Sunday, December 29, 2013

Bringing our series to an end…Confession #10

I wish I could say that I've saved the best for last. But in reality it feels like I've held on to an atomic bomb...until the masses are lulled into complacency…and am now dropping it on a school filled with innocent children. Yea…high levels of drama…but that's the vibe I'm feeling over here. Once again, I'll ask you to stick with me until the end. It's gonna be a bumpy ride. 

Our 10th confession won't be anything new and earth-shattering…it may just be another eye-opener to the inner turmoil of the grieving parent. For me, it was a gut-wrenching realization. 

Confession #10: The grieving parent is experiencing intense emotion toward the Sovereign One. This emotion surfaces in various forms…anger, apathy, and disappointment, to name a few. My personal "favorite" was the latter…disappointment. 

I lost track of how many times someone told me after Zoe died, "It's ok to be angry with God!" or "God can handle your anger and questions!" Anger would've taken much more energy and effort than I could bear at the time…my emotion centered on disappointment. It also matched the heaviness of my spirit more. Anger would've demanded passion. I couldn't pull anything close to that from any crevice of my being.

I just found myself so very disappointed that God would orchestrate this path…and not just disappointed in the shocking plan…but disappointed in the One himself. Before you call an elder meeting, let me add…I still trusted and loved the Father, but if I'm being honest, I didn't like Him very much. Ok…I guess you're probably still leaning toward making that call. Hear me out, though. I fully believe you can be torn inside out by the debilitating throws of grief and still trusting the Almighty for the big picture. It just felt…and sometimes still feels…like God and I…well, like we "were on a break." 

I would liken it to my relationship with my own children. There are many times when I'm super disappointed with their choices and behavior…and feel as though our relationship is very strained…yet my love for them never fails. Is that a fair analogy?

I've mentioned in earlier blog posts that we were praising God for His miraculous work in sustaining and healing Zoe already. Why did He feel like this was the better way in spite of all that?!? We may never understand. We may not be meant too. But this definitely led to my disappointment with Him.

Truthfully, I wanted to not feel this way…I wanted to trust His plan implicitly. But that's why this falls into a confession…especially in Christian circles…nobody wants to admit, let alone talk about, this one…and yet it's a core struggle of the grieving parent. 

It's a strange place to find yourself in a situation where the thing that gives you the most comfort, grace, and compassion is also where you find your greatest torment. By that I mean, the truths found in Scripture are so encouraging and so frustrating at the same time.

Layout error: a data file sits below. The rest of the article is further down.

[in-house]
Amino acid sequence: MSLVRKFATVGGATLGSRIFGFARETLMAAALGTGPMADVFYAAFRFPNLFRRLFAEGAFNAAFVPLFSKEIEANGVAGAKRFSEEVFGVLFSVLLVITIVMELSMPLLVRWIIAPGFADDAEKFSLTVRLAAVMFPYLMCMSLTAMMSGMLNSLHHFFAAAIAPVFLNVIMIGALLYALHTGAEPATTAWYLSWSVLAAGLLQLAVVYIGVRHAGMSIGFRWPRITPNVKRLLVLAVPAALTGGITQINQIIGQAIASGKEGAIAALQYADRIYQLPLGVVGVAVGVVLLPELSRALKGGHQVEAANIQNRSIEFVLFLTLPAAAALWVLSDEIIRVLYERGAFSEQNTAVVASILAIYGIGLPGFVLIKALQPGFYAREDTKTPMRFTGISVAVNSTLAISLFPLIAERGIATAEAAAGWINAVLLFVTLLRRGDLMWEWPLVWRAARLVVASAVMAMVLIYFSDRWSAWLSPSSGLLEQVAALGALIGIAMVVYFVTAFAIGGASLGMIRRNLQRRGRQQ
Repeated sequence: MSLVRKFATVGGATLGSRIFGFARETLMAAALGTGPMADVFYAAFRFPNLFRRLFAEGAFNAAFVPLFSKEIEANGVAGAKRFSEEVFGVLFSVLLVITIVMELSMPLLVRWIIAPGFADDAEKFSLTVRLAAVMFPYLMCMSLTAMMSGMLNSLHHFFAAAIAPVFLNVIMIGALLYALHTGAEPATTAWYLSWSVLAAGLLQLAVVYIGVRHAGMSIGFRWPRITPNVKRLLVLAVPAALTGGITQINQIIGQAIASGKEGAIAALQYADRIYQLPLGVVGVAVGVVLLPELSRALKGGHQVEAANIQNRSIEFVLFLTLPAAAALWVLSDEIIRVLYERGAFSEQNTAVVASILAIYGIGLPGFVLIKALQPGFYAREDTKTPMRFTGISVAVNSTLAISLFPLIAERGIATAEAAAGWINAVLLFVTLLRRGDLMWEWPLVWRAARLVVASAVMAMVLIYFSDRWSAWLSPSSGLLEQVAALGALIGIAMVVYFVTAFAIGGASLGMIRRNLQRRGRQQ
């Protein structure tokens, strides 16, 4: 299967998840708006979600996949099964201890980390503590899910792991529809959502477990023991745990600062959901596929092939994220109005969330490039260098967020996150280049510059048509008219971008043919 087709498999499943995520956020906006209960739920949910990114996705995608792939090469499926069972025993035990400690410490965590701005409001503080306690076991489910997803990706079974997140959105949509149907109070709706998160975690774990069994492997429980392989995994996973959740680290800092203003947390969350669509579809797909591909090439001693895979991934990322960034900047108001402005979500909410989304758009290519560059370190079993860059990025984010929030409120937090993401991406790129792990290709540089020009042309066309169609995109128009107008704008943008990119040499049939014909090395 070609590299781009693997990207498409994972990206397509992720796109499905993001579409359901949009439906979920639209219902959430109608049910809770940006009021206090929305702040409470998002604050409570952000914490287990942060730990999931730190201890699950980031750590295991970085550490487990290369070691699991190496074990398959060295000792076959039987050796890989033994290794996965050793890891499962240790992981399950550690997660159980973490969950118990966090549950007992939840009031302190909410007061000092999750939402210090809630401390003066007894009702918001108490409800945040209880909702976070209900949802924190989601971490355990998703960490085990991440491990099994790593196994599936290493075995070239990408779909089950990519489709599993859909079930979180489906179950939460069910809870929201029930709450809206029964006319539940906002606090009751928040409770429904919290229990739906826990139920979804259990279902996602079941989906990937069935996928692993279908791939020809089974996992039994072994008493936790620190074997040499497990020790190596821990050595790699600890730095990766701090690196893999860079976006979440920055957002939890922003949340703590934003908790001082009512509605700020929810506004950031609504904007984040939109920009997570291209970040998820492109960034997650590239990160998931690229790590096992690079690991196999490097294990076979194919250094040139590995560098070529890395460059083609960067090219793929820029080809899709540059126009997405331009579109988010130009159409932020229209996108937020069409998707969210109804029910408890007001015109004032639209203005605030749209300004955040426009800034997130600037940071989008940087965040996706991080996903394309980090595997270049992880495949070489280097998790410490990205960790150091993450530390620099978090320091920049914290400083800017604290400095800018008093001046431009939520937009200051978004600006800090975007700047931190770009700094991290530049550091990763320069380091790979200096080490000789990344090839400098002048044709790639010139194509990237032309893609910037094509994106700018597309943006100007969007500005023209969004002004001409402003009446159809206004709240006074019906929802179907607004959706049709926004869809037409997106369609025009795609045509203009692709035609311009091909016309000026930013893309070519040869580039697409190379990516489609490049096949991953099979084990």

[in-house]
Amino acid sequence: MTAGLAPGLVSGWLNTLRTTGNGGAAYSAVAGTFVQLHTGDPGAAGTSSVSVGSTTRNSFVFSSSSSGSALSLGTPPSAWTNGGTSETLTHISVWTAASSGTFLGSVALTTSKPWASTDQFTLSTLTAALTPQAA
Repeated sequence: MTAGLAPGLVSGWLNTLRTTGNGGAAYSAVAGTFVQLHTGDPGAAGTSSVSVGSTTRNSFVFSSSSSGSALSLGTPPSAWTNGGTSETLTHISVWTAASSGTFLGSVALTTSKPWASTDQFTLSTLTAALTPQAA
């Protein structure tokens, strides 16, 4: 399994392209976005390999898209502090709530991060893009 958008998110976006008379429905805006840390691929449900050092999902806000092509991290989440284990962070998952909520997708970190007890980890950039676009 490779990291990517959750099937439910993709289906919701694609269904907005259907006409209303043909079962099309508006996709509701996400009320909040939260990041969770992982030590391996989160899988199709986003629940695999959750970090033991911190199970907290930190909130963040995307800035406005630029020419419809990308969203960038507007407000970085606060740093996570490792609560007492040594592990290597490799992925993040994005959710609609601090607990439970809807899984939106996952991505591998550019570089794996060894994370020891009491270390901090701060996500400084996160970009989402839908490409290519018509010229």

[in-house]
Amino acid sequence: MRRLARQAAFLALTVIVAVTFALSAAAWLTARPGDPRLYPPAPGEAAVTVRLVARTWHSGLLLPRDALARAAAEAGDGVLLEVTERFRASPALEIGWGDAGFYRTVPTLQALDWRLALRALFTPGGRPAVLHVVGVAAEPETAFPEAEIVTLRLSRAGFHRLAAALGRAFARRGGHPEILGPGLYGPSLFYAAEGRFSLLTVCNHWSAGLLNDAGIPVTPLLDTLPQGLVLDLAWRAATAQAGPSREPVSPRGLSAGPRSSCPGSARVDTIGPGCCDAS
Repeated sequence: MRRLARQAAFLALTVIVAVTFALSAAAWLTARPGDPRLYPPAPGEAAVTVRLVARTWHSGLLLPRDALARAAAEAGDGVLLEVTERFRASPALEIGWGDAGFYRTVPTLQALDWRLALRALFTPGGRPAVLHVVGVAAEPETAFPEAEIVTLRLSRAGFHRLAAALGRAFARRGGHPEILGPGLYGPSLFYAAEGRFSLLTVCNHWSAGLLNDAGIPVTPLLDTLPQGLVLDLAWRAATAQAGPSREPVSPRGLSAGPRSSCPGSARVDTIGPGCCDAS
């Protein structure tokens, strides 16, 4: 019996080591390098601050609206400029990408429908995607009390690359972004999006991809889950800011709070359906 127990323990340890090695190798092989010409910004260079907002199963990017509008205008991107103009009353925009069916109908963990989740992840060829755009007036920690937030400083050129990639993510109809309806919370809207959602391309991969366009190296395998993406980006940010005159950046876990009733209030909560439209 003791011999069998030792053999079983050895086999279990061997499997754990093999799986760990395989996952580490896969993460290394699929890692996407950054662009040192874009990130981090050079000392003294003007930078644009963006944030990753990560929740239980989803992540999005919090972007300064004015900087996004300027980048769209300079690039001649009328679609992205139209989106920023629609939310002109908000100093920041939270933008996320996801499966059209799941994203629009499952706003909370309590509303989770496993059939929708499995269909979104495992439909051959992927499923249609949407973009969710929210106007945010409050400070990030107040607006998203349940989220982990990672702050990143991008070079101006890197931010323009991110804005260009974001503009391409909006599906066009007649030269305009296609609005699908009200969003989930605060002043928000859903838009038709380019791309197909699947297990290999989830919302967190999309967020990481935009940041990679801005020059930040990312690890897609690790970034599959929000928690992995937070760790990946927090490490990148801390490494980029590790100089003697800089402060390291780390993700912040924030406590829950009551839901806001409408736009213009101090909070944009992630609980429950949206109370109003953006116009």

How about I put it this way...sometimes I wanted to stay miserable, and God just wouldn't leave me alone. (another familiar them when I think of family relationships) Lame.

There are so many times when this internal conflict became apparent to me, but I’ll only list a couple for time’s sake.

 I could site innumerable times when someone shared encouraging Bible verses with me, only to have my heart clinch in turmoil at the truth of God’s sovereignty or love for each one of us. Honestly, I didn’t really want to hear it at the time. Yet, truthfully, the only real comfort I’ve had these last 6 months is pondering the fact that God is up to something bigger than I could imagine in Zoe’s life and death.

As dear as music is to my heart, there were times I couldn’t utter a single note because of the words that were attached to them…usually centering on trusting God and following Him, no matter where He leads. I couldn’t bring myself to lie in order to keep singing. Then there have been other times we’d be singing in church, and the stone cold reality of God’s loving compassion would hit me like a brick wall, and I’d be so overwhelmed by His presence that it would feel like the world stopped spinning for just a moment, and He reached down from Paradise and gave me a big ol’ bear hug.

I even signed up for a women’s Bible study and was excited to study the story of Esther in greater depth and see how God would use it to further heal my aching soul. I quickly began back pedaling, however, when it seemed like Beth Moore was trampling all over my tattered heart with every, “…for a time such as this…” comment. For fear of passing out or vomiting all over the sweet women in the class, I just couldn’t bring myself to keep going.  I’m still looking forward to doing the study because I’m confident God had me there for a purpose. I may just have to do it in a smaller setting or even alone…and that’s ok, too.